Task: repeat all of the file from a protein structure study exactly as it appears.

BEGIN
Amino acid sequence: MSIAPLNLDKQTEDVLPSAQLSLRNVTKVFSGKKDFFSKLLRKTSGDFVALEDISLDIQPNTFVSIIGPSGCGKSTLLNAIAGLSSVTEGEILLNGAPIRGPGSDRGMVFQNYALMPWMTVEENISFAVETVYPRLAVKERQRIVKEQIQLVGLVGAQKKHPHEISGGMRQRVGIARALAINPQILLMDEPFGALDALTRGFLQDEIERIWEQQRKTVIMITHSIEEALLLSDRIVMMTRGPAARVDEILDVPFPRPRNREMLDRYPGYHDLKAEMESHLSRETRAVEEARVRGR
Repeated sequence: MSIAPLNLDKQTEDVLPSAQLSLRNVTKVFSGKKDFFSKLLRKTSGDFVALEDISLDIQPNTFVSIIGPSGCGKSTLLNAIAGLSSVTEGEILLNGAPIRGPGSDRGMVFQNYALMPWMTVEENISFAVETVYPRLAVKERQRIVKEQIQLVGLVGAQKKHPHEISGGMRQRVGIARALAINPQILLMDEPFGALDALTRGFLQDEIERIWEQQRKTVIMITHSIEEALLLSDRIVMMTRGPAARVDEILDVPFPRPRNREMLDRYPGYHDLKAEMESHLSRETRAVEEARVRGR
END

Amino acid sequence: MSIAPLNLDKQTEDVLPSAQLSLRNVTKVFSGKKDFFSKLLRKTSGDFVALEDISLDIQPNTFVSIIGPSGCGKSTLLNAIAGLSSVTEGEILLNGAPIRGPGSDRGMVFQNYALMPWMTVEENISFAVETVYPRLAVKERQRIVKEQIQLVGLVGAQKKHPHEISGGMRQRVGIARALAINPQILLMDEPFGALDALTRGFLQDEIERIWEQQRKTVIMITHSIEEALLLSDRIVMMTRGPAARVDEILDVPFPRPRNREMLDRYPGYHDLKAEMESHLSRETRAVEEARVRGR
Repeated sequence: MSIAPLNLDKQTEDVLPSAQLSLRNVTKVFSGKKDFFSKLLRKTSGDFVALEDISLDIQPNTFVSIIGPSGCGKSTLLNAIAGLSSVTEGEILLNGAPIRGPGSDRGMVFQNYALMPWMTVEENISFAVETVYPRLAVKERQRIVKEQIQLVGLVGAQKKHPHEISGGMRQRVGIARALAINPQILLMDEPFGALDALTRGFLQDEIERIWEQQRKTVIMITHSIEEALLLSDRIVMMTRGPAARVDEILDVPFPRPRNREMLDRYPGYHDLKAEMESHLSRETRAVEEARVRGR